Sunday, 22 January 2012

Central banks should do some fiscal.

This paper by a professor of computer science, Russ Abbott, suggests that the Fed should have to right to alter sales taxes and payroll taxes. H/t to Scott Sumner. To download, click on the “One click download” phrase top centre. The paper is less than 1,000 words.

One advantage of this system, as the author points out (and as I pointed out here), is that implementing stimulus (or “anti-stimulus”) by monetary policies alone is distortionary: for example interest rate adjustments work only via entities that are significantly reliant on variable rate loans. (Technical problem: that link just above may take you to the end of the comments on the blog post linked to.)

In contrast, adjustments to a sales tax and/or payroll tax affects well over half of all households, and are thus less distortionary.


An obvious problem is that those economically illiterate politicians will balk at having some of their power removed.

However any politicians who make this objection are being illogical in that they conceded long ago that decisions on how much the economy needs speeding up or slowing down should be taken by central banks. Thus the only question is exactly how central banks should do this: monetary means alone, or monetary plus a bit of fiscal.

If politicians want to retain the right to control fiscal WITH A VIEW TO CONTROLLING STIMULUS, then they are saying the decision as to what stimulus an economy gets should be split between two bodies: central bank and a body of elected politicians. And that is PLAIN DAFT. As I pointed out here, you might as well have a car with two steering wheels one of them controlled by husband and the other by his wife in the middle of a marital breakdown.

Political neutrality.

A fault in Abbot’s proposal is that it is not politically neutral. That is, if stimulus is needed, only the private sector would be boosted under Abbot’s proposal. And that is a serious fault because it gives ammunition to the politicians who will claim their right to make political decisions is being diluted.

However, there is a very simple remedy namely to arrange for both public and private sectors to be boosted by the same percentage when stimulus is needed. To illustrate, given a need for stimulus, the central bank could cut the sales tax and/or payroll tax by enough to give an X% boost to the private sector over say the following two years. PLUS the central bank could tell politicians they can expand public sector spending by X% over the same period.

In short, the above “central banks do some fiscal” policy needn’t have ANY EFFECT WHATEVER on politicians’ control of the most basic political decisions that any country takes. These are first, what proportion of GDP is allocated to the public sector, and second, how public sector spending is split between education, the military, law enforcement, and so on.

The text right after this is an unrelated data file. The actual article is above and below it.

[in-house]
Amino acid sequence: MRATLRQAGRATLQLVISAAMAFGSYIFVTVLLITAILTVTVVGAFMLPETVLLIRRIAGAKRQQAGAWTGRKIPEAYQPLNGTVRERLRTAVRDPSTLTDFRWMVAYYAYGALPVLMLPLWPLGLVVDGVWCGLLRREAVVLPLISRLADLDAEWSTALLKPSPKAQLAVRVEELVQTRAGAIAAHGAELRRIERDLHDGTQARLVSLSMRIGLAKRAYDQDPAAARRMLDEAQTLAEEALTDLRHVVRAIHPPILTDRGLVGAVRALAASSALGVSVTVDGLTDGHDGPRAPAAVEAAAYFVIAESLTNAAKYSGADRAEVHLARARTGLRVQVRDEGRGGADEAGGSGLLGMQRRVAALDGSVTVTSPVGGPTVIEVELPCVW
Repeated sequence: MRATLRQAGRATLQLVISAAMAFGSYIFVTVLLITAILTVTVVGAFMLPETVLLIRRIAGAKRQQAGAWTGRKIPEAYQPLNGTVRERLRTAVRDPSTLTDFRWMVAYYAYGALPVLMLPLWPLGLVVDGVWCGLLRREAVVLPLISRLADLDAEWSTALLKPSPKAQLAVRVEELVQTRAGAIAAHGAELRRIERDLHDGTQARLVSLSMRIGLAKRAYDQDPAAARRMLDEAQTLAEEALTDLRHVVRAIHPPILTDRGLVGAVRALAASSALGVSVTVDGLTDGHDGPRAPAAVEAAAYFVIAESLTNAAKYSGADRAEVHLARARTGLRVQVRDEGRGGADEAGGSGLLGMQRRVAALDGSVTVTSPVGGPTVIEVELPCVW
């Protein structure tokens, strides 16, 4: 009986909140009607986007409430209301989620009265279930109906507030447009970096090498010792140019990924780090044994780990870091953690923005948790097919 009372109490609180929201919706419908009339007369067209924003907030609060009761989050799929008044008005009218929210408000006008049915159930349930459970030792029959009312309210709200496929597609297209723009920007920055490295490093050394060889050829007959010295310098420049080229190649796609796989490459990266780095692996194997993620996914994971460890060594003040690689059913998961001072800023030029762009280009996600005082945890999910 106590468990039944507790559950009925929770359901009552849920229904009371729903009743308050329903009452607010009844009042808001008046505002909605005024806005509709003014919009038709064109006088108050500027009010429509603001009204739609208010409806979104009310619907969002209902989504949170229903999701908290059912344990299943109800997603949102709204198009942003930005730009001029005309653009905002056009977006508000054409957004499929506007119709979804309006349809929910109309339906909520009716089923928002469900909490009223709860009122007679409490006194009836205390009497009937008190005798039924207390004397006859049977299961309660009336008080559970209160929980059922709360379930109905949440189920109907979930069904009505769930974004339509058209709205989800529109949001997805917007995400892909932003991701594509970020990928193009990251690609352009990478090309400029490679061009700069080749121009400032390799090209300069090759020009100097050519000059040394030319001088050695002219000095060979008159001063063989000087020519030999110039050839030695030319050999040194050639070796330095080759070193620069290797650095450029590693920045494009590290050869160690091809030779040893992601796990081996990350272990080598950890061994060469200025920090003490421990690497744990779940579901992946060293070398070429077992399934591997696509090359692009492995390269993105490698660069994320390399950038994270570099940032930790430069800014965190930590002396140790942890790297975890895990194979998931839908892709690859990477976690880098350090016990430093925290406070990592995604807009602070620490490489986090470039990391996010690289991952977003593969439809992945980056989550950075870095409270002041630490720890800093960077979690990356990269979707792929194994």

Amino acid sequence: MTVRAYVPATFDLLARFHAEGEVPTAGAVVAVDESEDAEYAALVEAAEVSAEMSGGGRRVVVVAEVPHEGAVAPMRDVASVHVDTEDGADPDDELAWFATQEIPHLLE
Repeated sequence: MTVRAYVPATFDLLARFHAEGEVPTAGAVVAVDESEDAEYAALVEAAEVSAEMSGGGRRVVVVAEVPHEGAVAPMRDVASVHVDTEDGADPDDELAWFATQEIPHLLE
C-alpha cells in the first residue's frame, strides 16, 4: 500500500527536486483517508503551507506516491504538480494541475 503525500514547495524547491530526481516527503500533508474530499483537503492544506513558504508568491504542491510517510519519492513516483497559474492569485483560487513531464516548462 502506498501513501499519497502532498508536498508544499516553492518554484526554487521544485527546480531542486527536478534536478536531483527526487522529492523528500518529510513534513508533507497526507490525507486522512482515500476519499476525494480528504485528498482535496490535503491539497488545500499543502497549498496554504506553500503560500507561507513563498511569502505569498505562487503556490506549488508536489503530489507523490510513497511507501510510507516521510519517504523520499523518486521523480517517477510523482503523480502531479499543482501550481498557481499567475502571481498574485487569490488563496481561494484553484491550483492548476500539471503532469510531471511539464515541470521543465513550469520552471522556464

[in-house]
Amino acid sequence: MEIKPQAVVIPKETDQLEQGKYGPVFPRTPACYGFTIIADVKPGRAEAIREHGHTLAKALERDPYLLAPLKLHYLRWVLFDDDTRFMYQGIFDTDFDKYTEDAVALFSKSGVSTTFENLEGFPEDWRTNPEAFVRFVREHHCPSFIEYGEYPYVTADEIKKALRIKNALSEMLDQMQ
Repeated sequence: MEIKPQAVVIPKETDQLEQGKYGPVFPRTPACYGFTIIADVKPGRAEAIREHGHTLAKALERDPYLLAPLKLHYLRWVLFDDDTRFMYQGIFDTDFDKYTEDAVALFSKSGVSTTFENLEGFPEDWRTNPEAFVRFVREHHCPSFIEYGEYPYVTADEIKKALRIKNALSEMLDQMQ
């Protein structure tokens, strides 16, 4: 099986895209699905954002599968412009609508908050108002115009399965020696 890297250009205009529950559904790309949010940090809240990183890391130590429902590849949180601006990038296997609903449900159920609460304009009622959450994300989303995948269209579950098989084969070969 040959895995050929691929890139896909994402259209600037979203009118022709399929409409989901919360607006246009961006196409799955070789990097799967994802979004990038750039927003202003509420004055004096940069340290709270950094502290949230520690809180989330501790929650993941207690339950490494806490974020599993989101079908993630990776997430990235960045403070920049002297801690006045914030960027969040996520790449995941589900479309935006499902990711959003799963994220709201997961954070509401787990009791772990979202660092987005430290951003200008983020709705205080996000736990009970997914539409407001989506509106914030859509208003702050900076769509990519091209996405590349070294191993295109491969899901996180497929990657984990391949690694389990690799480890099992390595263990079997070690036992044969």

1. Ralph: "An obvious problem is that those economically illiterate politicians will balk at having some of their power removed."

    Tom: Looks to me like a step further away from democracy and toward a command system — both anti-democratic and anti-capitalistic.

  2. I agree. The central bank 'independence' has been shown to be rule by bankers for bankers at the expense of everybody else.

    The central bank needs returning to the direct oversight of the national parliament. That way the executive can argue for their discretionary spending plans based on their manifesto, but fiscal stability remains the responsibility of parliament alone.

    The government board of the central bank must contain parliamentarians that can be removed by a democratic vote of the people.

  3. Neil,

    Re your first paragraph, I think you are tarring too many central bankers with the same brush. What you say rings true of the U.S. That is, they have a former banker as secretary of the Treasury (Geithner). Imagine Fred the Shred being made finance minister or “Chancellor of the Exchequer” in the UK. It’s inconceivable.

    And as to the Fed, that is run by senior commercial bank executives. I.e. banks more or less control the U.S. government. Or as Senator Dick Durbin said of banks and Congress, “Frankly they own the place”.

    In contrast, Mervy King is a bit of an anti-establishment rebel beneath his respectable central banker exterior. E.g. he favours full reserve banking. Also other European central banks may be a bit incompetent, but they’re about as free of corruption as one can reasonably expect.

    Re your last paragraph, I’m not sure about having politicians on central bank committees. We don’t currently have any on the Bank of England’s monetary policy committee. And the problem with having politicians on that sort of committee is that it involves politicians getting near the printing press.

    In short, I’d prefer to see TECHNOCRATS on the latter sort of committee, while politicians do their strictly political stuff in parliament.


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